Home Healthcare The Internet of Things Poses Serious Threats to Health Industry
The Internet of Things Poses Serious Threats to Health Industry

The Internet of Things Poses Serious Threats to Health Industry

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The Internet of Things is encircling every industry inside its spectrum, providing an unimaginable connectivity and convenience. When we look at the initial benefits the advantages seem immense, but does it serve the actual purpose.

The Internet of Thing allows us to track our fitness goals, check our homes from remote locations, and control every simple and complex aspect of our lives. But is it worth it? Before concluding anything, it is essential to consider the downsides as well.  The Internet of Things connects every device to a computer server. The device then transfers the data to the server making it vulnerable to cyber threats.

For many, this may not seem a big deal. For instance, if someone hacks into your fitness device the result may not be devastating. What would a person do by knowing the number of footsteps you walk every day? However, when it comes to medical devices, the reports and data of patients are crucial. So, without wasting much time, let’s see how the Internet of Things poses a serious threat to the medical industry.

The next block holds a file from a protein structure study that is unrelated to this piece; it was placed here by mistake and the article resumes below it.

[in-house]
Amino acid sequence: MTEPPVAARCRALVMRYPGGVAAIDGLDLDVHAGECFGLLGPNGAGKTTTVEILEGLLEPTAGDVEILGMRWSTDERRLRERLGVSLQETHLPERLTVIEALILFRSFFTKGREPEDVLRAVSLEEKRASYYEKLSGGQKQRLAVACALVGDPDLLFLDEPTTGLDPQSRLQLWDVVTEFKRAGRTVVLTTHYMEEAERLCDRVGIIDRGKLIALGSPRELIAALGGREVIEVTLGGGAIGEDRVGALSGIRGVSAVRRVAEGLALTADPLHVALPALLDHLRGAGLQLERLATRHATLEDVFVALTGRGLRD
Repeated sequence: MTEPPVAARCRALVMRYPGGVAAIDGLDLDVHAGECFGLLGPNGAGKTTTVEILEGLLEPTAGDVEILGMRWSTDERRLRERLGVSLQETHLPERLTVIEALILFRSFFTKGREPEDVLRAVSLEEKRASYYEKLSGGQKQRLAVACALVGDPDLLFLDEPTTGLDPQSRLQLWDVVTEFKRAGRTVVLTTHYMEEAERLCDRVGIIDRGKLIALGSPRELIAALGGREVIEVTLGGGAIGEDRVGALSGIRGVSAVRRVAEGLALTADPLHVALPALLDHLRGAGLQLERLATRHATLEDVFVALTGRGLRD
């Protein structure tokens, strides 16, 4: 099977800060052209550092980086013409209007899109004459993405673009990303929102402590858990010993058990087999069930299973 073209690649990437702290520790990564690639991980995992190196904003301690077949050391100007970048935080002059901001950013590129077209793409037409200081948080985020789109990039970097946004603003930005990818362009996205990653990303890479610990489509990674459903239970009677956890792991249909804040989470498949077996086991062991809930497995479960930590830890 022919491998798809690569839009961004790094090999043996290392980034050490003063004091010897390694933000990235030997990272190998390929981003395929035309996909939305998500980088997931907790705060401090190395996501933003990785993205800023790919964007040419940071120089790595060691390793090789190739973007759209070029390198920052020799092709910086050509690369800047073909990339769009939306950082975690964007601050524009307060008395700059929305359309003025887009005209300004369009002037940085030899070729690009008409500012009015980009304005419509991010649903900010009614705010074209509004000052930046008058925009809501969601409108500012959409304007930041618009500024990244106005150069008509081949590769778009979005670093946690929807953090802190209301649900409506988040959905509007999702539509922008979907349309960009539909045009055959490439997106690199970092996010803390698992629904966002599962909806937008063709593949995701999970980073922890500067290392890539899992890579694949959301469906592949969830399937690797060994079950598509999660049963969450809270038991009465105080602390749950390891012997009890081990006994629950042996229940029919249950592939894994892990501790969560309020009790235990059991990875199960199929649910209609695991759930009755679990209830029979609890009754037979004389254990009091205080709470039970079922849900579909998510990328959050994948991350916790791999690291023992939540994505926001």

Let’s start with the medical records. The information inside the medical report must be kept confidential. Such documents contain social security number and bank account information, and if hacked it can have severe consequences. If the medical organization wants to back-up such data, they should ensure stout security solutions which are rare.

Today, a plethora of health institutions aim to manage their customer records electronic. It means that the technology will involve shared access to files. This, in turn, has opened new gates of possibilities. Imagine if they get their hands on the bulk of patient data. The results can be devastating.

The situation even becomes worse if a hacker manages to interfere with the data sent by the medical devices to the server. They can alter the patient’s data and also stop the machine from operating. For instance, let us assume that a ventilator machine dashboard is breached. It can put hundreds of lives in danger, and provide the hackers with information to hack similar devices inside a health institute’s premises. If one such device gets hacked, the patient will be left helpless, and the result can be fatal.

Needless-to-say, the Internet of Things has offered us a new level of convenience. The technology is best to in different industries, but safety initiations must be taken before the full implementation of technology.

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